COLUMBIA — The Boone County Fire Protection District board passed new bylaws Wednesday night aimed at avoiding another federal audit and debated the proper way to mark Fire District vehicles.
The new bylaws mandate that the district undergo an independent annual audit of its finances. This requirement was not included as part of the previous bylaws.
The Fire District ran into some controversy following an audit by the Federal Emergency Management Agency and the Office of Inspector General in the summer of 2009. The audit questioned the district's use of Missouri Task Force One deployments to areas affected by hurricanes and claimed the district had overpaid itself for the deployments by more than a half million dollars.
The newly adopted bylaws also set a more specific budget process for the Fire District. Under the new bylaws, the board is required to adopt a budget for the upcoming year no later than August 31. The previous bylaws did not set a specific date for budget approval.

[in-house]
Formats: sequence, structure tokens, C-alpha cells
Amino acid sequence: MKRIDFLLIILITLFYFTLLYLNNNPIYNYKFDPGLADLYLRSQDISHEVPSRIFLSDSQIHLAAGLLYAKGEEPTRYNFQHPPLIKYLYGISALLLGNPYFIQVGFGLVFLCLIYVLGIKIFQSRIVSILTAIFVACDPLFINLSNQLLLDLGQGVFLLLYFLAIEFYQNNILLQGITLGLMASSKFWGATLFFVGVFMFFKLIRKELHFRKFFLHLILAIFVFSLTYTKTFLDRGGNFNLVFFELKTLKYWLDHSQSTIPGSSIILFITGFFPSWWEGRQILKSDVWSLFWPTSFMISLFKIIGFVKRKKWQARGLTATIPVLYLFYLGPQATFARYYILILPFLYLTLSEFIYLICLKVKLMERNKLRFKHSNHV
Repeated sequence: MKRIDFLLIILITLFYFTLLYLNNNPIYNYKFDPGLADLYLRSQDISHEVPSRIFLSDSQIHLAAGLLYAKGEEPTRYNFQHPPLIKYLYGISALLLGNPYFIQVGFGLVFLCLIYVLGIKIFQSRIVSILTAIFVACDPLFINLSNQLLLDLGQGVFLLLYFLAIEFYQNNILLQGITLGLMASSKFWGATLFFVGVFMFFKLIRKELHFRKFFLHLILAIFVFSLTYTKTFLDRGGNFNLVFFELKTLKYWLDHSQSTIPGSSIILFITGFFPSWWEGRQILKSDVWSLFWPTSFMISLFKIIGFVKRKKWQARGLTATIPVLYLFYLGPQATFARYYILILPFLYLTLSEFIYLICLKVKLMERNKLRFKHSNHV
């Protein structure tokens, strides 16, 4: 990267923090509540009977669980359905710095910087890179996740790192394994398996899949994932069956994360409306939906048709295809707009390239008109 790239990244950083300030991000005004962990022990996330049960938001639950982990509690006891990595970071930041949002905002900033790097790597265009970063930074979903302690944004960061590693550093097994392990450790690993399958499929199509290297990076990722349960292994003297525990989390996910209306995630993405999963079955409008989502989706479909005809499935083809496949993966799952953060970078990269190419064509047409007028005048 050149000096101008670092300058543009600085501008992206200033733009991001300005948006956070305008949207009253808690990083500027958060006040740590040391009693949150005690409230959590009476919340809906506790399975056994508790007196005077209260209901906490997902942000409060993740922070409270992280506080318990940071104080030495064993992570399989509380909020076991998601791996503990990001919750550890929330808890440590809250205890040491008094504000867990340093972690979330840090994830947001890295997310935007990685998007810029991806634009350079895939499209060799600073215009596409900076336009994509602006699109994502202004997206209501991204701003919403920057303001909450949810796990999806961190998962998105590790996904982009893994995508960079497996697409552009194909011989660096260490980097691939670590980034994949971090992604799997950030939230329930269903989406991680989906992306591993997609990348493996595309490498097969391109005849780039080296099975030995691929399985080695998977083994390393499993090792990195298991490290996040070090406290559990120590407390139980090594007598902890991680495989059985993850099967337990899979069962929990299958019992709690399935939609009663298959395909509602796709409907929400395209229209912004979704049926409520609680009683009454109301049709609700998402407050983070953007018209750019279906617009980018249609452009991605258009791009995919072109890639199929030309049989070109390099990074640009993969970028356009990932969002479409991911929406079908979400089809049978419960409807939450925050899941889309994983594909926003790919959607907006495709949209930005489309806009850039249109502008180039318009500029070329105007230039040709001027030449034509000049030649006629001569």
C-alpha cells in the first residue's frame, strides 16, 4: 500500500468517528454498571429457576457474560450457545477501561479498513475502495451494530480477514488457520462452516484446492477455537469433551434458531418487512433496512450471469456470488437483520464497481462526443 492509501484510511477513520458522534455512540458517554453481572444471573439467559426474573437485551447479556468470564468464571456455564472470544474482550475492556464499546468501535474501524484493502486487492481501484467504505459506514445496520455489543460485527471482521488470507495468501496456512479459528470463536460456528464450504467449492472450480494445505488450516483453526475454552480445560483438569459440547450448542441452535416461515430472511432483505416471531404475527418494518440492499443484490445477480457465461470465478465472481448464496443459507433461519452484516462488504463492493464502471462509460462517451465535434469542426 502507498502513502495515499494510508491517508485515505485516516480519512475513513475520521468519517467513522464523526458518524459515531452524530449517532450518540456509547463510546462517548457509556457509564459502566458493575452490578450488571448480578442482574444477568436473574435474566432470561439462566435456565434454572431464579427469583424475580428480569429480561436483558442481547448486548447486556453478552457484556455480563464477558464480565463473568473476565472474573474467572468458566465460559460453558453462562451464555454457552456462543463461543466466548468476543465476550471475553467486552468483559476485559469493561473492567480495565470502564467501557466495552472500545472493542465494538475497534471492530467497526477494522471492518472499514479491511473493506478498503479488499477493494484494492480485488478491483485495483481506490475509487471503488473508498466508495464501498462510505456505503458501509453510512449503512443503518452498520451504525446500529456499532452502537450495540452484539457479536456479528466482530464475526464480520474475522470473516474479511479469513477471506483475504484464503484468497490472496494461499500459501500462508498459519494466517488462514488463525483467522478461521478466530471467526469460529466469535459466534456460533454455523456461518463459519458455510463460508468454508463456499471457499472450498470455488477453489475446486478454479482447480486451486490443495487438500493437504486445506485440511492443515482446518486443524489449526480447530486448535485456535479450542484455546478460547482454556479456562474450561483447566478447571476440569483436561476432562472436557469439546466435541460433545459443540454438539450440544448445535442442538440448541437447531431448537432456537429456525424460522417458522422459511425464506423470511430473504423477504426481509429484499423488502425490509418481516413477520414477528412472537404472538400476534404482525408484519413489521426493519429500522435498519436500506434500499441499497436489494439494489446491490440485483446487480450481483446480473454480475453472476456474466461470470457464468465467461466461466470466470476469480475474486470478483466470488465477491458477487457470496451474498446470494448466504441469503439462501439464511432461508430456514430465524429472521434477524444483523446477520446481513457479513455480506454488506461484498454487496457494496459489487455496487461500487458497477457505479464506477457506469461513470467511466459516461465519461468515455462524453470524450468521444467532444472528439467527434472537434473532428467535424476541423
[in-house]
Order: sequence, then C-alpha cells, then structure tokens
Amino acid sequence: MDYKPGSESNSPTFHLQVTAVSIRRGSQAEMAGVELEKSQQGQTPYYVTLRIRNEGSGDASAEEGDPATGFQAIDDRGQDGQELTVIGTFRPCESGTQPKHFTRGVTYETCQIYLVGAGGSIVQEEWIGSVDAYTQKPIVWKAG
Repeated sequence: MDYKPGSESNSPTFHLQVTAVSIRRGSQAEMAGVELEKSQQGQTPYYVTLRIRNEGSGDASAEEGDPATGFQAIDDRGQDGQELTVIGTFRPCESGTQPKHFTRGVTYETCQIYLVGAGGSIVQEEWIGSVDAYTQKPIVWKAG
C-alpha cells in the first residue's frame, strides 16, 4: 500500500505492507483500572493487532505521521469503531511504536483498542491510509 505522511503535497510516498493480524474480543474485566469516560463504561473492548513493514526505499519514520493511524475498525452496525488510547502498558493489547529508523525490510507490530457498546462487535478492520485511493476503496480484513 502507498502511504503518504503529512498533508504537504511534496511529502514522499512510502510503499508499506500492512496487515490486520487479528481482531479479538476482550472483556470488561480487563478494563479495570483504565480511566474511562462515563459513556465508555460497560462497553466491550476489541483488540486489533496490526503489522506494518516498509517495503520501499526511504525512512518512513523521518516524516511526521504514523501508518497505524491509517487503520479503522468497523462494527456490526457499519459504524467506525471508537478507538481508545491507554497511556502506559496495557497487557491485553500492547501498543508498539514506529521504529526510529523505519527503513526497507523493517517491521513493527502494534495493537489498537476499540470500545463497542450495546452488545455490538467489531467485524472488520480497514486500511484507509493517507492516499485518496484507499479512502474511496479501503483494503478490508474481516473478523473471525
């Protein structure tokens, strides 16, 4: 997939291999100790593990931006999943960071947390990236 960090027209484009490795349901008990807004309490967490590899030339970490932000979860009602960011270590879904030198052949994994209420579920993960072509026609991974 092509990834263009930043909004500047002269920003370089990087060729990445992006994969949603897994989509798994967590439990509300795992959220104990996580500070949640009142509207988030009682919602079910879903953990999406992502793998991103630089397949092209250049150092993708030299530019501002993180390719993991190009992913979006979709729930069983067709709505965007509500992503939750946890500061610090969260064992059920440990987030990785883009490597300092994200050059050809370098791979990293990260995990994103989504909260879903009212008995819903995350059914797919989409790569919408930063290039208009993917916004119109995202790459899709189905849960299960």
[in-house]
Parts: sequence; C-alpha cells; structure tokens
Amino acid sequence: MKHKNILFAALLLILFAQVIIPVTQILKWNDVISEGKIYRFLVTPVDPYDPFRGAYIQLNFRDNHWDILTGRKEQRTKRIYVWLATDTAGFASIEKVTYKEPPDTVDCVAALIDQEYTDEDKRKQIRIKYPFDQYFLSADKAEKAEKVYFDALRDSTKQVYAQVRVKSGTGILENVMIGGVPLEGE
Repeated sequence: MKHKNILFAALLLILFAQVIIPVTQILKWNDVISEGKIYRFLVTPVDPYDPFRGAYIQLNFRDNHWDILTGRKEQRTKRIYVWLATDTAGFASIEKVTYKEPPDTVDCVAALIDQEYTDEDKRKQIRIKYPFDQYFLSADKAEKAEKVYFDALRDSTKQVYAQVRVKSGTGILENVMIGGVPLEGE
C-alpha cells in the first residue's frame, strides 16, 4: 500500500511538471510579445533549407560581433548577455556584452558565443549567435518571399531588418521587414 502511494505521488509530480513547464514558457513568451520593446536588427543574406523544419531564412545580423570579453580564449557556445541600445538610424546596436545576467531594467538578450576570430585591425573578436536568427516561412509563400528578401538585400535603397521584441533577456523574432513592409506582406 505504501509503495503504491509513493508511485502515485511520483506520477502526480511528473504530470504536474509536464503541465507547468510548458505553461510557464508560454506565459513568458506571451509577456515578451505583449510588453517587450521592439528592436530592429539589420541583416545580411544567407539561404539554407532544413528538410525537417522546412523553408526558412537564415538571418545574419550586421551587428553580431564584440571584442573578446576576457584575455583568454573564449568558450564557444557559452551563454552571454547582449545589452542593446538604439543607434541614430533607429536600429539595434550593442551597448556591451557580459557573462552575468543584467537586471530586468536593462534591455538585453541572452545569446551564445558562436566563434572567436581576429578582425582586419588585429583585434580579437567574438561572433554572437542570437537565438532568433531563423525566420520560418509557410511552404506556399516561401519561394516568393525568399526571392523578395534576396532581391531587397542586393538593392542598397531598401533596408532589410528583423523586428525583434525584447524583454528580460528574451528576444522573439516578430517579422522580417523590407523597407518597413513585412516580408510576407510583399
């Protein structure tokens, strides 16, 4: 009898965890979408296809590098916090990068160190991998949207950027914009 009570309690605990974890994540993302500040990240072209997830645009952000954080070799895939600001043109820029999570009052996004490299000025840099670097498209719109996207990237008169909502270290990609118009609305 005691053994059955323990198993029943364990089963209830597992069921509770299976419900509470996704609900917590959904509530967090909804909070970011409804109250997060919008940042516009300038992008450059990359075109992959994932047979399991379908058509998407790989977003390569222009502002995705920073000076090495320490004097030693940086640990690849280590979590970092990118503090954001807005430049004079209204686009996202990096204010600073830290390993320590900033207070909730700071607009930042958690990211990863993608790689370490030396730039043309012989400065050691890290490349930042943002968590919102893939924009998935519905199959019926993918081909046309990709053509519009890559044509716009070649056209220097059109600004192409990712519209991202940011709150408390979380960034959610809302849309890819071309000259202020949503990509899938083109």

The board has not approved new bylaws since 1992.
During the meeting, the board also discussed the proper way to mark official Fire District vehicles.
Fire District Chief Scott Olsen said the Internal Revenue Service requires that vehicles must be clearly marked and that employees who use district vehicles must be on call for duty. To comply with the mandate, Olson said, all Fire District vehicles were outfitted with emergency lights and official license plates.
Shelley Dometrorch, board secretary, said she thinks Fire District vehicles also need to be marked with large decals since they are routinely used in emergency situations.
Olsen disagreed, saying the large decals would discourage employees from using the vehicles for personal errands, which would cut down on the number of people who could respond to an emergency call at a moment's notice.
Members of the public who see marked Fire District cars in restaurant parking lots for example, Olsen said, might not approve of the vehicles being used for personal errands.
While Dometrorch agreed that employees could sometimes use the vehicles for personal errands as long as they remained on call, she thought the decals wouldn't hurt anything.
David Griggs, board chairman, said he supports marking the cars, but said he would like the markings to be aesthetically pleasing. The board voted to ask local design firms to come up with designs for a decal for Fire District vehicles.